Football Increases Risk of Parkinson's Disease

New research suggests that American football players have higher odds of developing Parkinson's disease or Parkinsonism — especially if they have participated in the sport for several years.

Parkinson's disease (PD) is a neurodegenerative condition that impacts nerve cells in the brain. It causes movement-related symptoms such as tremors, problems with walking, and stiffness. PD can also influence mood, sleep, and cognitive function. In contrast, parkinsonism is an umbrella term for Parkinson's-like symptoms associated with other neurological disorders.

Males, people with a family history of PD, and those over 65 are more likely to experience the condition. Moreover, traumatic brain injury (TBI) is another risk factor for PD, and those involved in contact sports, such as American football, are at risk of experiencing this type of head injury.

Current research focusing on the long-term neurological effects of football has primarily centered on professional football players. However, more people play the game during their high school and college years, which makes understanding the possible long-term effects critical.

In a new study published on August 11 in JAMA Network Open, researchers investigated the possible associations between football participation and Parkinsonism or PD in 1,875 men.

The participants completed online questionnaires, self-reporting whether they played football, at what age they started playing, and how long they were involved in the sport. They also reported what level of football they reached, such as high school or college level.

The questionnaire also asked the participants whether they were diagnosed with Parkinson's Disease or Parkinsonism.

Armed with the self-reported data, the researchers divided the participants into two groups — those who played football and those who participated in other sports. The scientists identified a total of 729 participants who played football.

Among the former players, 575 played football at the grade school or high school level, 118 participated at the college level, and 5 played pro or semi-pro football. Moreover, the participants played an average of 4.35 seasons.

After adjusting for factors that could impact the results, such as previous TBI with loss of consciousness, or a family history of PD, the scientists found that playing football was associated with higher odds of having a self-reported Parkinsonism or PD diagnosis.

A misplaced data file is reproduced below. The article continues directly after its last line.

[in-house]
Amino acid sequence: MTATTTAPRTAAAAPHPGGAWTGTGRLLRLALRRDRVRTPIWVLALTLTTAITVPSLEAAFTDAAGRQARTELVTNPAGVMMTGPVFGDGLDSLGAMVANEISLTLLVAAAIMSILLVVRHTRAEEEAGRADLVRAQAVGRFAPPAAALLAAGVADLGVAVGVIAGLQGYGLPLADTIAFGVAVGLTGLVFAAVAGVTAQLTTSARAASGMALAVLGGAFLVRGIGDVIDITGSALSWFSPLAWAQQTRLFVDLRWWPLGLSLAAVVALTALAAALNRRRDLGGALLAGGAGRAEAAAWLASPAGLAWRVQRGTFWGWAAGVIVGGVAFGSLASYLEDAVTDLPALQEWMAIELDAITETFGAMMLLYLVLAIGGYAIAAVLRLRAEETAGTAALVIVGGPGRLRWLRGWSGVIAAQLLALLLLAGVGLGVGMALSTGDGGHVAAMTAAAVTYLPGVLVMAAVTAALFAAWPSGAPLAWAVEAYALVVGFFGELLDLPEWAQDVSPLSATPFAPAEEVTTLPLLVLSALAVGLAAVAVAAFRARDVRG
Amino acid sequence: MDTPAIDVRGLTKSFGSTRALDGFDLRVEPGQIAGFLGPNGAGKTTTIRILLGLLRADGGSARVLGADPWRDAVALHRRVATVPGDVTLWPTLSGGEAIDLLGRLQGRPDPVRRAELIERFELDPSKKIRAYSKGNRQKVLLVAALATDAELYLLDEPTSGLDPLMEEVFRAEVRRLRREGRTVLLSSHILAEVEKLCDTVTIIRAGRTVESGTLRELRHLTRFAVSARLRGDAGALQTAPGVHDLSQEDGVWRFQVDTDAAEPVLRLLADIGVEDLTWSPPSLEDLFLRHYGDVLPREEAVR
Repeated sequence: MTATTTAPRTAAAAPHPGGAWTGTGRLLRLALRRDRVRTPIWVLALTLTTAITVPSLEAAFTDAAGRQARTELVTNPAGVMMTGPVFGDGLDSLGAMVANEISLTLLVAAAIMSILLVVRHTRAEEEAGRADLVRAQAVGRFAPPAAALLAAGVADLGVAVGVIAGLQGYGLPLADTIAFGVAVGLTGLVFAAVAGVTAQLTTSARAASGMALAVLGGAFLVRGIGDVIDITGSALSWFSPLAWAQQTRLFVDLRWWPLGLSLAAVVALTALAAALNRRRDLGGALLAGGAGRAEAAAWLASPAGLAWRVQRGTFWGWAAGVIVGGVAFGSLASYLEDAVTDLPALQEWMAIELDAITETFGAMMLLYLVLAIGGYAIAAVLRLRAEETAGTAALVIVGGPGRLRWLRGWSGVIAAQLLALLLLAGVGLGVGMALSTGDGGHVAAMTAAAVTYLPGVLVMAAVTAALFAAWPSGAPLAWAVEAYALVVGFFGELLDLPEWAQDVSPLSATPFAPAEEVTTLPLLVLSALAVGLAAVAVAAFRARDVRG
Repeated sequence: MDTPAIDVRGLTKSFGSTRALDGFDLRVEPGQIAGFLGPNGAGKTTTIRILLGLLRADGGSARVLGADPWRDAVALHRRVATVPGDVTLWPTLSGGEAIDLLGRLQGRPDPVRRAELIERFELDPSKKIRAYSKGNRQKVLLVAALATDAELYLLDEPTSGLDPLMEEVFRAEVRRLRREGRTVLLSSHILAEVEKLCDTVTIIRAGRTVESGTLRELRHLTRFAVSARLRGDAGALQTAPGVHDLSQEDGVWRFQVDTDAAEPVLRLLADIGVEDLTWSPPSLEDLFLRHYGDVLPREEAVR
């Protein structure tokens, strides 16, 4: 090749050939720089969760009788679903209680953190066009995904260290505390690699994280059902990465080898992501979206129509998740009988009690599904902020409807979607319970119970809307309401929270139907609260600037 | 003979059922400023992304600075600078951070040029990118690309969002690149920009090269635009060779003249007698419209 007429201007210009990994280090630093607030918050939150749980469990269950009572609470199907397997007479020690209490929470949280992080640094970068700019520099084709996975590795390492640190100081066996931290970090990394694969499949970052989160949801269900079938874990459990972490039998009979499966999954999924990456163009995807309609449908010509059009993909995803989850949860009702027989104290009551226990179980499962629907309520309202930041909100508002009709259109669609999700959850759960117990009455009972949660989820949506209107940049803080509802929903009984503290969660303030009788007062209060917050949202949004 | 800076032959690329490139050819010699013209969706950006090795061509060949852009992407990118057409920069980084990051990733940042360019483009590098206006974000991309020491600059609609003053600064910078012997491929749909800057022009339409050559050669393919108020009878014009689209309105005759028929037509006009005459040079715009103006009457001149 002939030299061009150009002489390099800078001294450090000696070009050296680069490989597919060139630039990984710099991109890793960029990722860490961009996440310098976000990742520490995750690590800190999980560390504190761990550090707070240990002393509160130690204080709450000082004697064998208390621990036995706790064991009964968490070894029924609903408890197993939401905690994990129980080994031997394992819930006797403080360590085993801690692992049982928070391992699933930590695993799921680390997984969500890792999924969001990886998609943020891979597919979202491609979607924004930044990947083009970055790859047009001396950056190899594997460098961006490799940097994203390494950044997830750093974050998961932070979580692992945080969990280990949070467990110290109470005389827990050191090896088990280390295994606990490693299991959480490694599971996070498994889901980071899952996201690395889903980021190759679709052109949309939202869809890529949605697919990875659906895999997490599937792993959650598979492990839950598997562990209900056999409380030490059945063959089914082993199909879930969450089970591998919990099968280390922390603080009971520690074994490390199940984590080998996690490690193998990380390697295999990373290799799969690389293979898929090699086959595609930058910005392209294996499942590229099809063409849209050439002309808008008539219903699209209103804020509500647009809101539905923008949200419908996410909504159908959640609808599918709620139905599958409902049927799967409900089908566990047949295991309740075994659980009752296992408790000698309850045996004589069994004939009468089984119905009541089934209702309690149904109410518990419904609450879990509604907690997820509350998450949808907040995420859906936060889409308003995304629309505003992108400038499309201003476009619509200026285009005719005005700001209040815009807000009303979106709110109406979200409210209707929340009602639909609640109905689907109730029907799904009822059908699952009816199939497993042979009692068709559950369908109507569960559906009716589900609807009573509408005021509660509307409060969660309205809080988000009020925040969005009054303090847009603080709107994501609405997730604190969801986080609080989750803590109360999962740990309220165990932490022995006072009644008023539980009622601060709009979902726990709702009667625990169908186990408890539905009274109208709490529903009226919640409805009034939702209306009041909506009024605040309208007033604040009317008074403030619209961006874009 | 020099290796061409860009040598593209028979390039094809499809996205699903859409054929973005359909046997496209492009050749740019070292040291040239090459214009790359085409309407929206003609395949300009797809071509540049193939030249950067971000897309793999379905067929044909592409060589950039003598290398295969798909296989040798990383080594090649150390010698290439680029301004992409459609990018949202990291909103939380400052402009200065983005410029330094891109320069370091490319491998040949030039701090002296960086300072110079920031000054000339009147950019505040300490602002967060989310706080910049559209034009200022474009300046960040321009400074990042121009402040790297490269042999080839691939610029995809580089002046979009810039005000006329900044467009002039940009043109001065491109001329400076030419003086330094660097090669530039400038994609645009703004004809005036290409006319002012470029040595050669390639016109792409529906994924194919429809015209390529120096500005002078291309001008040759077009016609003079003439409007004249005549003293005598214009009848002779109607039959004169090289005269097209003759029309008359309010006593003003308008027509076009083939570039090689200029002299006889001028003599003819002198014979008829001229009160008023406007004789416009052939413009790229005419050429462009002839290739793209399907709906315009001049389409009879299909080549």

Specifically, nearly 89% of football players in the study reported having Parkinsonism or Parkinson's disease.

In addition, playing football for longer lengths of time and engaging in a higher level of play were also linked to higher odds of having Parkinsonism or PD.

The participants that self-reported a Parkinsonism or PD diagnosis were older and had a lower BMI and education level. They were also less likely to have a family history of the condition.

Study authors say the associations between football participation and Parkinson's found in the study may be related to repetitive head impacts that can occur during practices and games. Though more research is needed, the authors suggest that football participation might be a risk factor for developing the disease.

Still, there are several limitations to the study. For example, 98% of the participants were white, so it's unclear if the findings can be generalized to football players of other racial and ethnic groups.

Moreover, the study gathered data online, and participants self-reported their football histories and PD diagnoses, which could have skewed the results. In addition, the study authors note that people at risk for PD or concerned about the condition are more likely to participate in studies of this type.

The authors conclude, "Prospective research among community-based samples that objectively evaluate Parkinsonism and PD in former American football players across different levels of play will clarify the observed associations."

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